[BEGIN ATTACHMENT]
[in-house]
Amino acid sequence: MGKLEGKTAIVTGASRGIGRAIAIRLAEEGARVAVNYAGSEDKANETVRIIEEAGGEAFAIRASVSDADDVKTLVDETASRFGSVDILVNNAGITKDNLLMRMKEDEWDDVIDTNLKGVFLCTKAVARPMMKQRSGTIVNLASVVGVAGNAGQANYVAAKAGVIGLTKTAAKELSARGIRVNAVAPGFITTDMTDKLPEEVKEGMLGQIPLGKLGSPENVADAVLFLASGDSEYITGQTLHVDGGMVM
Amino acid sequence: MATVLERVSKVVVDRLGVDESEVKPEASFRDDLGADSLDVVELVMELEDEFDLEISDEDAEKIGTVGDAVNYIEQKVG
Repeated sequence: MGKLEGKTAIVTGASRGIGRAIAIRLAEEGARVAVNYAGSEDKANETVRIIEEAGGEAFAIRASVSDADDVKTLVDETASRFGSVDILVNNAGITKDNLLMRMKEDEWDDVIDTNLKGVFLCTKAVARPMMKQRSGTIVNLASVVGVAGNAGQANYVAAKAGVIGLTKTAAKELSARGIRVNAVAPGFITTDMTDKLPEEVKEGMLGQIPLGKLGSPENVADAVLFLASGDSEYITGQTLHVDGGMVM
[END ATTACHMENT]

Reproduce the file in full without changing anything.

[in-house]
Amino acid sequence: MGKLEGKTAIVTGASRGIGRAIAIRLAEEGARVAVNYAGSEDKANETVRIIEEAGGEAFAIRASVSDADDVKTLVDETASRFGSVDILVNNAGITKDNLLMRMKEDEWDDVIDTNLKGVFLCTKAVARPMMKQRSGTIVNLASVVGVAGNAGQANYVAAKAGVIGLTKTAAKELSARGIRVNAVAPGFITTDMTDKLPEEVKEGMLGQIPLGKLGSPENVADAVLFLASGDSEYITGQTLHVDGGMVM
Amino acid sequence: MATVLERVSKVVVDRLGVDESEVKPEASFRDDLGADSLDVVELVMELEDEFDLEISDEDAEKIGTVGDAVNYIEQKVG
Repeated sequence: MGKLEGKTAIVTGASRGIGRAIAIRLAEEGARVAVNYAGSEDKANETVRIIEEAGGEAFAIRASVSDADDVKTLVDETASRFGSVDILVNNAGITKDNLLMRMKEDEWDDVIDTNLKGVFLCTKAVARPMMKQRSGTIVNLASVVGVAGNAGQANYVAAKAGVIGLTKTAAKELSARGIRVNAVAPGFITTDMTDKLPEEVKEGMLGQIPLGKLGSPENVADAVLFLASGDSEYITGQTLHVDGGMVM